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200 Years Later, An American Warship Resurfaces

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June 18 will mark 200 years since the start of the War of 1812. One of the most epic battles of that war took place in the Chesapeake Bay, only a few miles away from the young American capitol. A small, scrappy U.S. flotilla took on the British, who at the time had the world's largest and powerful Navy. The flotilla's flagship, the U.S.S. Scorpion, met a watery grave — but on the occasion of the bicentennial of the war, it is slated for excavation. Marine archaeologist and historian Donald Shomette joins Melissa Block to talk about the Scorpion and the fates of those who manned it.
NPR

'The Terror Years' Traces The Rise Of Al-Qaida And ISIS

Lawrence Wright's new book collects his essays for The New Yorker on the growth of terrorism in the Middle East, from the Sept. 11 attacks to the recent beheadings of journalists and aid workers.
NPR

Berkeley's Soda Tax Appears To Cut Consumption Of Sugary Drinks

According to a new study, the nation's first soda tax succeeded in cutting consumption of sugar-sweetened beverages. But there's uncertainty about whether the effect will be permanent.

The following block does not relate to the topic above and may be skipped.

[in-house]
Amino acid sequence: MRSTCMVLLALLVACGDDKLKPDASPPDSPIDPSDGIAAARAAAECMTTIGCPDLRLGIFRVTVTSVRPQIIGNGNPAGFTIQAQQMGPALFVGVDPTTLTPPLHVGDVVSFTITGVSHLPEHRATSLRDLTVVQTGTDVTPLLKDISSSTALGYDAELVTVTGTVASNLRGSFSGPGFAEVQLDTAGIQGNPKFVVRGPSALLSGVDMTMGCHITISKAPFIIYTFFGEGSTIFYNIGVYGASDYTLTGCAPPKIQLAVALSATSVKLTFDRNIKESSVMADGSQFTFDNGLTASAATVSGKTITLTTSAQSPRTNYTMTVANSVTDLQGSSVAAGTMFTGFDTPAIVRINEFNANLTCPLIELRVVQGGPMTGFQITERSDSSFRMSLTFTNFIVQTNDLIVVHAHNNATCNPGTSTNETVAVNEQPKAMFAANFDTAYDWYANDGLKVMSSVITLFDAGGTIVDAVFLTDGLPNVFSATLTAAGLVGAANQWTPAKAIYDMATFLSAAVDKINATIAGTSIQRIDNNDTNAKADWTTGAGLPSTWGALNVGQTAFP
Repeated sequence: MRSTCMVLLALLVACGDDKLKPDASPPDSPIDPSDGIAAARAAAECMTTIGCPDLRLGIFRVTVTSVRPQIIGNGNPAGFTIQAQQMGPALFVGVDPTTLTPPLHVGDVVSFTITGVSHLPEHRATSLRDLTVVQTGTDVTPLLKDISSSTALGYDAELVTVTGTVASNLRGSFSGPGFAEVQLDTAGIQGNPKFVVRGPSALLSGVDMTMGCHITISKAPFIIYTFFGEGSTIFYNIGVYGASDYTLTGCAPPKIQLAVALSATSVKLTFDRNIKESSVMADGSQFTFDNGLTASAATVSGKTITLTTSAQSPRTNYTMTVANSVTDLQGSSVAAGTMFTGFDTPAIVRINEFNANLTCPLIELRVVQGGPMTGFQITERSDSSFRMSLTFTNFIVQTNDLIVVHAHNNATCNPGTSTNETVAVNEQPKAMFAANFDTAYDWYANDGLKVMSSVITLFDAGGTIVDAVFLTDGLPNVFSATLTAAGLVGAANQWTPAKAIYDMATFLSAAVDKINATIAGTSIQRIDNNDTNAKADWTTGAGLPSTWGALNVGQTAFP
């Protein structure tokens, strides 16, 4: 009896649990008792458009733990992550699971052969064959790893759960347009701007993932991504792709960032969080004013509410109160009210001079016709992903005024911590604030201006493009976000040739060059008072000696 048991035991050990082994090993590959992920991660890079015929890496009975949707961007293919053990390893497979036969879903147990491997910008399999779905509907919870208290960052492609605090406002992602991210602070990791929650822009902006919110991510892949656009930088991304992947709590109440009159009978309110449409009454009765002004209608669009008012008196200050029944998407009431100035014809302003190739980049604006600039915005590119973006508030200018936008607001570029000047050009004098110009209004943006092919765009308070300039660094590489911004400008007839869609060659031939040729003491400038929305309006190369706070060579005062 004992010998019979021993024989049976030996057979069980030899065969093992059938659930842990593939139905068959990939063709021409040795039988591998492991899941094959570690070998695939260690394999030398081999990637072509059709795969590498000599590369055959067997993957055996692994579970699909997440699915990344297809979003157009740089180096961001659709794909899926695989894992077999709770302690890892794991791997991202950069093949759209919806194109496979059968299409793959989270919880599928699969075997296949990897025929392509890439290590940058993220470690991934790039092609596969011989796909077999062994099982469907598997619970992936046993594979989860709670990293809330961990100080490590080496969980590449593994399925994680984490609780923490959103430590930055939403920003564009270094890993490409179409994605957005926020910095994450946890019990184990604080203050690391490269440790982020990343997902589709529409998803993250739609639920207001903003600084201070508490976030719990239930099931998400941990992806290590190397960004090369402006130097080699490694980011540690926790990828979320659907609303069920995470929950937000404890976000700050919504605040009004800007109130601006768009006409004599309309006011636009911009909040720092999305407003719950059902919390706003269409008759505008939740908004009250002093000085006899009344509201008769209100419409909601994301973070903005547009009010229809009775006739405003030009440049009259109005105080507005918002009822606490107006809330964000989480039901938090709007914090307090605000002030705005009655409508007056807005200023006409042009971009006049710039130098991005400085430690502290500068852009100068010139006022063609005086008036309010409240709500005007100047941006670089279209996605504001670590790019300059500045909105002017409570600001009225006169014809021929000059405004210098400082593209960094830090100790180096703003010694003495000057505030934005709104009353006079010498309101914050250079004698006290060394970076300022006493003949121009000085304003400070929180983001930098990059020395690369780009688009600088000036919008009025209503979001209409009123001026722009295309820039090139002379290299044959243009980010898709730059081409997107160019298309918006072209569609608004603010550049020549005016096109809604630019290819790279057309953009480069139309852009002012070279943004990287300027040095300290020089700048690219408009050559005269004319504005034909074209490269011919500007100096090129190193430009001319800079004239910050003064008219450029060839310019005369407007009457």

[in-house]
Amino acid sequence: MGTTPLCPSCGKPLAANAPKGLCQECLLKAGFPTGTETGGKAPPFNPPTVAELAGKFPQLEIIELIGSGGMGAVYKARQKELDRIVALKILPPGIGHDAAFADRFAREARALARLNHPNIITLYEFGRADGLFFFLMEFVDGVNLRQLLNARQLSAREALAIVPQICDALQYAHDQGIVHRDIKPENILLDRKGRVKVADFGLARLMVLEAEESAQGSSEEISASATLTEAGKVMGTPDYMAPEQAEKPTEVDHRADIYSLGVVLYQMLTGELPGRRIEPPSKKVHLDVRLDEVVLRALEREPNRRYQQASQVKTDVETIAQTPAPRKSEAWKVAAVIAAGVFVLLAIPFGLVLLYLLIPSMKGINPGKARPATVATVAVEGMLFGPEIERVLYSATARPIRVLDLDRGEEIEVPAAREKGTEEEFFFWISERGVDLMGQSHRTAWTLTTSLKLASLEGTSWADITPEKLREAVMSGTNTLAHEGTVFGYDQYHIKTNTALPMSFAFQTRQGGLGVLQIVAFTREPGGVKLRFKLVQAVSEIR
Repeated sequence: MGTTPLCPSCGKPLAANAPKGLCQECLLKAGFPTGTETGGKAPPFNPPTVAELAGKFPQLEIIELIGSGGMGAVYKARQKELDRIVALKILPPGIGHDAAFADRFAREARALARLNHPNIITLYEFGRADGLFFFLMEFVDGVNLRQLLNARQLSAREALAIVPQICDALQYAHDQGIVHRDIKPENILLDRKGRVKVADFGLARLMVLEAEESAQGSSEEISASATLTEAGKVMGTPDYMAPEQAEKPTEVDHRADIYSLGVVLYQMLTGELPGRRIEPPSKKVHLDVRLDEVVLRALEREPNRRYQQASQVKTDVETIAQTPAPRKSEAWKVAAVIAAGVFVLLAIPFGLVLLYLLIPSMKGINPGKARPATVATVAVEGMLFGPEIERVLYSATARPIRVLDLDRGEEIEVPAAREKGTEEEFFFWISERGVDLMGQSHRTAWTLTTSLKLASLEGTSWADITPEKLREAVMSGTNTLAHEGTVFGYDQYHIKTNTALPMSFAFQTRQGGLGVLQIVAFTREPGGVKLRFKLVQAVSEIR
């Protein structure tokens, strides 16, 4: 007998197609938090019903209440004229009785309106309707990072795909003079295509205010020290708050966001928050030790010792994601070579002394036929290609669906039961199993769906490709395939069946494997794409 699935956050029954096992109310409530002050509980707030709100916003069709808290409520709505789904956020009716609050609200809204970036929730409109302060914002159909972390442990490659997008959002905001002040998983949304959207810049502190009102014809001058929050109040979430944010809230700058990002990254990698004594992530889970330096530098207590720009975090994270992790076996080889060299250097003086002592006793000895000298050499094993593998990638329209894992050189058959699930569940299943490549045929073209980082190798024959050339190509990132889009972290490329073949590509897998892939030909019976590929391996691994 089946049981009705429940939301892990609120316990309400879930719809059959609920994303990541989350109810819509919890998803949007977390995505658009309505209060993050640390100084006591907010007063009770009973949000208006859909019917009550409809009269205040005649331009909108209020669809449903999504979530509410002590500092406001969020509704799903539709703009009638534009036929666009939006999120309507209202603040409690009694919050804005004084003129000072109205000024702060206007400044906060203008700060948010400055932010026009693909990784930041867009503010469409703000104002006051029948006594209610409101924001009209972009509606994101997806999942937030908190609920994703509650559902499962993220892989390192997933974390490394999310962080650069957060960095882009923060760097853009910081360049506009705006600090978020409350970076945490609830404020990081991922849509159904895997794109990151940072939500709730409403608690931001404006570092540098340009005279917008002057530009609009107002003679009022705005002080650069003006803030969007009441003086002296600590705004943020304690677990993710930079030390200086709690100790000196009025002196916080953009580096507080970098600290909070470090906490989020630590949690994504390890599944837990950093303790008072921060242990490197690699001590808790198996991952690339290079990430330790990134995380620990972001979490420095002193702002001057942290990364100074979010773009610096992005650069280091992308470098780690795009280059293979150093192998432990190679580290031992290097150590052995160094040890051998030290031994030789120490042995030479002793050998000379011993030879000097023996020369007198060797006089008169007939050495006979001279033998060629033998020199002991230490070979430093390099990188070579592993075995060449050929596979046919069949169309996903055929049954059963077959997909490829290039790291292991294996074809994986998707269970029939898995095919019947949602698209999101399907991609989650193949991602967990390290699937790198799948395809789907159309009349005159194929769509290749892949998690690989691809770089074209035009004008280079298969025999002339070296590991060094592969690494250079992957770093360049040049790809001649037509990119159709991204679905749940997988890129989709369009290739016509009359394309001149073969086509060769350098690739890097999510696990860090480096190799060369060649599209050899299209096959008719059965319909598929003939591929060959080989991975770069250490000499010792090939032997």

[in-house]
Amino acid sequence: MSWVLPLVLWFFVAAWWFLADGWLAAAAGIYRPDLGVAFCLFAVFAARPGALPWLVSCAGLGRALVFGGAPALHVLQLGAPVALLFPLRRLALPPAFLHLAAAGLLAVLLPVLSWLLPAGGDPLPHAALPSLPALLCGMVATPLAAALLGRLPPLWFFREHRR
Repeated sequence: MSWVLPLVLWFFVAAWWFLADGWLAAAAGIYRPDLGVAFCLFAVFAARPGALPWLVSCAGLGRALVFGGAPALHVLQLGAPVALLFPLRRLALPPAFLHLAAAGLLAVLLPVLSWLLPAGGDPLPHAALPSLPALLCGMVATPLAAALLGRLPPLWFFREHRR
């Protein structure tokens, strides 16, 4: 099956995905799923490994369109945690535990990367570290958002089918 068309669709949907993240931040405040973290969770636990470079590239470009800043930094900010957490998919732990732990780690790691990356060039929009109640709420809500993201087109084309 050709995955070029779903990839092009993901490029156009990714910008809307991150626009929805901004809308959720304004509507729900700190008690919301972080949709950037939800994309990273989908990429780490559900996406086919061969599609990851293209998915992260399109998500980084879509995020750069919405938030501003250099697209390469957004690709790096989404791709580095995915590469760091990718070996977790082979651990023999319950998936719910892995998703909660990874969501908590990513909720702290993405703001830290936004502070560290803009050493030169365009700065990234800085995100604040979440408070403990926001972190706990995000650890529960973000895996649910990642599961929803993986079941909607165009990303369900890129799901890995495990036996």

WAMU 88.5

Questions About Hillary Clinton’s Newly Uncovered Emails

A federal judge orders a review of nearly fifteen thousand recently discovered Hillary Clinton emails from her time as Secretary of State. A new batch related to the Clinton Foundation was also released. Join us to discuss ongoing questions.

WAMU 88.5

Questions About Hillary Clinton’s Newly Uncovered Emails

A federal judge orders a review of nearly fifteen thousand recently discovered Hillary Clinton emails from her time as Secretary of State. A new batch related to the Clinton Foundation was also released. Join us to discuss ongoing questions.

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